Jul 14th - 12:23 pm
The campaign of Republican John Faso on Thursday opened a new line of attack on Democrat Zephyr Teachout, accusing her of having “dived headfirst into the transactional” politics of Gov. Andrew Cuomo and Hillary Clinton.
To be sure, the endorsement Teachout received from Cuomo in the Bronx on Wednesday was less-than-enthusiastic, with the governor not mentioning his former primary rival by name when asked if he would back her bid for the 19th congressional district.
Teachout, too, downplayed the significance of the governor’s endorsement in a Capital Tonight interview later in the day.
Nevertheless, the Faso campaign seized on the nod as a sign “Professor” Teachout is selling out. In a statement, the Faso campaign refers to Teachout as “professor” no fewer than eight times (Teachout is a Fordham Law school professor; Faso is widely considered to be an expert on public budgets and financing, making the academic attack on his opponent a bit ironic).
“Professor Zephyr Teachout got herself famous in left-wing circles by calling out Andrew Cuomo and Hillary Clinton as corrupt shills for monied interests in Albany and Washington and on Wall Street, and now she’s hitched up with both of them because it’s politically advantageous to her,” said Faso spokesman Dain Pascocello in a statement.
“This shouldn’t come as a great surprise when you consider that Professor Teachout has a habit of relocating to wherever there’s an office to run for, but for those who genuinely believed what she said about Cuomo and Clinton this has to be dismaying. In joining the Cuomo and Clinton fold, Professor Teachout is demonstrating the very type of self-interest that she railed against to make a name for herself in her adopted state.”
The attack is a standard one, especially given that it seeks to go to the heart of contradicting Teachout’s main appeals as a candidate from outside the political establishment.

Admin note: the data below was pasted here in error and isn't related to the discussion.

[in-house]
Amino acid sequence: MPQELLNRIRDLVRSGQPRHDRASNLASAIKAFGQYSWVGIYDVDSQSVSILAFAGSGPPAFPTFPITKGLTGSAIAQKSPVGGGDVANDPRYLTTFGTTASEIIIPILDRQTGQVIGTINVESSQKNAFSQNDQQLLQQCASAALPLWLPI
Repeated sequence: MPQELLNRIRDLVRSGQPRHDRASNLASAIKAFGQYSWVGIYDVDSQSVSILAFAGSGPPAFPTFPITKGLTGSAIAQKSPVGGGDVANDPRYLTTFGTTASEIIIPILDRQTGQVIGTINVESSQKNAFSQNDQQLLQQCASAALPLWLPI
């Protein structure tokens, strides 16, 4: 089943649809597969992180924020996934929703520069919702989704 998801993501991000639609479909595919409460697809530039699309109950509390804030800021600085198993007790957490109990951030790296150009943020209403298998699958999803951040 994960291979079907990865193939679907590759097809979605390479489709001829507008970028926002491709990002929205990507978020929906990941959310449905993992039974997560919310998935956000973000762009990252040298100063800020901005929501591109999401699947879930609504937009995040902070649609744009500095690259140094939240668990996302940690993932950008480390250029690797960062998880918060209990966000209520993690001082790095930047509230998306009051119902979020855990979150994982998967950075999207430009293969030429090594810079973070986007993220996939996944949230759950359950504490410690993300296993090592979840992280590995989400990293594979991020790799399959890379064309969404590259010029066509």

Teachout unsuccessfully ran against Cuomo for the Democratic nomination for governor in 2014, but did better than expected given her comparably low name recognition. In the presidential primary, Teachout backed Vermont Sen. Bernie Sanders.
Jul 13th - 1:40 pm
He didn’t say her name, but Gov. Andrew Cuomo on Wednesday told reporters in the Bronx he would back Zephyr Teachout in the 19th congressional district race.
“I’ll support the Democratic nominee for Congress in that district,” Cuomo said when asked if he would endorse Teachout’s congressional bid. “The short answer is yes.”
Teachout, a Fordham Law School professor, two years ago sought the endorsement from the labor-aligned Working Families Party to run for governor. Thwarted at the party’s convention, Teachout mounted an unlikely bid for the Democratic nomination against Cuomo, electrifying liberal critics of the governor along the way.
During the primary, Teachout staunchly criticized Cuomo for what she considers to be a troubled brand of transactional politics. After a New York Times story detailed the governor’s office’s involvement in the Moreland Commission, Teachout called on Cuomo to resign from office.
Cuomo went to lengths to avoid being seen with Teachout, including an incident at a Labor Day parade in which former aide Joe Percoco blocked her from talking with the governor.